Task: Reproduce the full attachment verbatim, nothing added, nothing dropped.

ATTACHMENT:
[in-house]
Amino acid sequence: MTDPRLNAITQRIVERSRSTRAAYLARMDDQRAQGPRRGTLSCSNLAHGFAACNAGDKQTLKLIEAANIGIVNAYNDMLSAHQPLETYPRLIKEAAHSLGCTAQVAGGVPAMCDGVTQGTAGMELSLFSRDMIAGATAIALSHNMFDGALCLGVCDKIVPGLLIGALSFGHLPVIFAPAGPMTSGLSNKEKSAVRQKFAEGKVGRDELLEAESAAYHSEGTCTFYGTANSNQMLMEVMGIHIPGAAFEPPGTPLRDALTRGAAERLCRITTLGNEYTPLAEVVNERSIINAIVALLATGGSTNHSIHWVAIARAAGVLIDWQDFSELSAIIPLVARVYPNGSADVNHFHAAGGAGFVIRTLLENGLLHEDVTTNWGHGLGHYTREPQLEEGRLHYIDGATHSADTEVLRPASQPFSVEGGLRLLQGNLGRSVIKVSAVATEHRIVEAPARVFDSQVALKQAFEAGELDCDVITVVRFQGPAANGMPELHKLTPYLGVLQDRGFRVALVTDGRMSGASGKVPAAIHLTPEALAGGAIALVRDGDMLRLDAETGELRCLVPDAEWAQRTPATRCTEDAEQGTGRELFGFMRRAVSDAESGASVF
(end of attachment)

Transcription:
[in-house]
Amino acid sequence: MTDPRLNAITQRIVERSRSTRAAYLARMDDQRAQGPRRGTLSCSNLAHGFAACNAGDKQTLKLIEAANIGIVNAYNDMLSAHQPLETYPRLIKEAAHSLGCTAQVAGGVPAMCDGVTQGTAGMELSLFSRDMIAGATAIALSHNMFDGALCLGVCDKIVPGLLIGALSFGHLPVIFAPAGPMTSGLSNKEKSAVRQKFAEGKVGRDELLEAESAAYHSEGTCTFYGTANSNQMLMEVMGIHIPGAAFEPPGTPLRDALTRGAAERLCRITTLGNEYTPLAEVVNERSIINAIVALLATGGSTNHSIHWVAIARAAGVLIDWQDFSELSAIIPLVARVYPNGSADVNHFHAAGGAGFVIRTLLENGLLHEDVTTNWGHGLGHYTREPQLEEGRLHYIDGATHSADTEVLRPASQPFSVEGGLRLLQGNLGRSVIKVSAVATEHRIVEAPARVFDSQVALKQAFEAGELDCDVITVVRFQGPAANGMPELHKLTPYLGVLQDRGFRVALVTDGRMSGASGKVPAAIHLTPEALAGGAIALVRDGDMLRLDAETGELRCLVPDAEWAQRTPATRCTEDAEQGTGRELFGFMRRAVSDAESGASVF